The garden is amazing.  I am a little uneasy about how everything I planted has been growing at unnatural rates.  Maybe all the chicken sacrifices are pleasing to the Garden God, who apparently manifests as a big fox with a toothy grin, and who was hanging around the chicken coop yesterday.  I hope the Garden God forgives me for my response, when I ran outside screaming, "**** you!!  I will kill you, *************!!"  At the top of my lungs.  And my voice carries.  I mean really carries.  Oops.

I am doing weed control in the gardens for now.  Clearing paths and laying down weedblocker before covering them with straw or glass clippings.  I hate spending more time weeding than tending to my plants, but if I do it now, I won't have to do it later.  Never mind that all the seeds which should have been thinned...haven't. There is this weekend, I guess.

I cleared a bunch of space around the chicken coop, and have planted some posts.  The regular fox visits and the discovery that we have a hawk nest on the west side of the house finally convinced me that I have to have a dedicated yard for them.  I cannot leave them in the coop all day long when I'm not personally be out there to scream obscenities at the fox.  And besides, more space will be required for the extra chickens I need to acquire.  The rooster is gonna need a decent harem pretty soon, methinks.

I have become a Lawn Mower Widow most Sundays.  The Husband has to spend hours on the tractor.  If we can get away with it, he occasionally skips the lawn so that all he has to attend to is the paths, but that is still quite a big job.  A big, boring job that involves s-l-o-w-l-y following the paths a few times, all the way around the perimeter of the property.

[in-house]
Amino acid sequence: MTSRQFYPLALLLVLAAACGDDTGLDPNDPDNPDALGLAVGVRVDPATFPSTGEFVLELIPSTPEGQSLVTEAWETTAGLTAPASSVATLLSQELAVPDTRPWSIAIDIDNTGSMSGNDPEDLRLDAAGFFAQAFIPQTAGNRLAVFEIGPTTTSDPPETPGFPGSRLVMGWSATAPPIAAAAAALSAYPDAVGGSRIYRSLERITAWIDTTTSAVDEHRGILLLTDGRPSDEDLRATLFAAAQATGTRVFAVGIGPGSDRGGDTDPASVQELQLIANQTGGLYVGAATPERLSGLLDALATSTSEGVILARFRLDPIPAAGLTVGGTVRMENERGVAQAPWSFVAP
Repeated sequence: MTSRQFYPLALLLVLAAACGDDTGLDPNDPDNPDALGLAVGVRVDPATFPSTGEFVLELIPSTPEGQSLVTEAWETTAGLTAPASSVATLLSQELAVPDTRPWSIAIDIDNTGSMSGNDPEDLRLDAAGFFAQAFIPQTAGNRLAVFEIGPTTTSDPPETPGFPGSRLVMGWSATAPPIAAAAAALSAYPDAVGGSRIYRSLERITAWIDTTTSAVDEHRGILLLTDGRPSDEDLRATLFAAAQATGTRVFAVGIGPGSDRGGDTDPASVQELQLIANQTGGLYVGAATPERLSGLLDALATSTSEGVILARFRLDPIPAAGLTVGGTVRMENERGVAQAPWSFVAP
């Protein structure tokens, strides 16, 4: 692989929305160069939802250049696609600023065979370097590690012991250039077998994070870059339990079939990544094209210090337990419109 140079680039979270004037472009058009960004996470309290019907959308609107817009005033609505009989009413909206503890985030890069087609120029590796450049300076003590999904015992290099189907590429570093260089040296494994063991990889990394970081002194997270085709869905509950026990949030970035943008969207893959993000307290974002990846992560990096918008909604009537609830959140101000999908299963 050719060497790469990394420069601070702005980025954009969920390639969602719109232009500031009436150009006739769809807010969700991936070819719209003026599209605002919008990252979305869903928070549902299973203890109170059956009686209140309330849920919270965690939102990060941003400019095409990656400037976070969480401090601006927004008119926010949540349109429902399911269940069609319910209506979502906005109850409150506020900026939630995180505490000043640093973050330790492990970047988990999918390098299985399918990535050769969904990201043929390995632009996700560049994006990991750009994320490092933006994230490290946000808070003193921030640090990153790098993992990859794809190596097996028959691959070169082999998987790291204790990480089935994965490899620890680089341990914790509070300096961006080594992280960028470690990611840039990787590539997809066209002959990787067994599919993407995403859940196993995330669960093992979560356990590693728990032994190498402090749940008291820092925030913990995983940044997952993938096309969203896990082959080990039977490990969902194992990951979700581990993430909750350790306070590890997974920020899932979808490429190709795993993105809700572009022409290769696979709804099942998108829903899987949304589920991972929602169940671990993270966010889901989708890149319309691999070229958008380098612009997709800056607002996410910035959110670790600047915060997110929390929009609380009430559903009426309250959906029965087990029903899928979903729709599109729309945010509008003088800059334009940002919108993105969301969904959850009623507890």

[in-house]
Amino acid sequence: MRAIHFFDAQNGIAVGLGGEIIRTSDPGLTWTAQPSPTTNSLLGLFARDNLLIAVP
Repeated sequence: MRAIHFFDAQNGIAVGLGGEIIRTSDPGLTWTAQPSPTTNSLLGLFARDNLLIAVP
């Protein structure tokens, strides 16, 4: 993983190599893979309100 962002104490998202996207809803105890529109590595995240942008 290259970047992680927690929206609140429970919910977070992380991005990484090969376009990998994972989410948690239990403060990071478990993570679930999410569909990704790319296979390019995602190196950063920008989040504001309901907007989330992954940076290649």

We read recently that the monarch butterfly is in desperate need of dedicated
 habitats with milkweed.  The Boy loves monarchs, especially since he got to raise some from the cocoon stage.  (He loved visiting the butterfly garden at the Smithsonian Museum of Natural History.)  This summer, he is planting pretty flowers so the butterflies will have something to eat, he says.  But, when we discovered that the two pastures have great pockets of milkweed, we sprang into action.

Or rather, the Husband began to take great pains to avoid the milkweed.  But, since he still wants to clear the pastures, he wound up cutting some interesting paths through the property.

Which path to take?
It used to be that the walking paths were pretty much following a fence line.  The property is shaped kind of like an L, but still.  Boring.  If you wanted to chase a madly giggling Boy, once you were on a path, you had no choice but to finish the path (which sucked when the bottom of the lower field had the swamp).  Now, there are short cuts, and paths that split, cute little curves and even bits of field left untouched in the middle of a mown area.  And yeah, they are filled with milkweed, but it means that we have a new game to play.

Children of the Corn.

For those of you who scorn all things Stephen King, this is a short story from the book Night Shiftthat spawned a several films.  The plot, long and short, is a bunch of kids decided their parents (and indeed, all adults) were too corrupt and not following religion well enough, so they killed everyone over eighteen, and turned God into a vengeful Corn God (He Who Walks Behind The Rows).  And the Shirley Jackson-esque twist is that the kids have to walk into the corn (i.e. sacrifice themselves to the Corn God) upon their nineteenth birthday.

Man, I love Stephen King.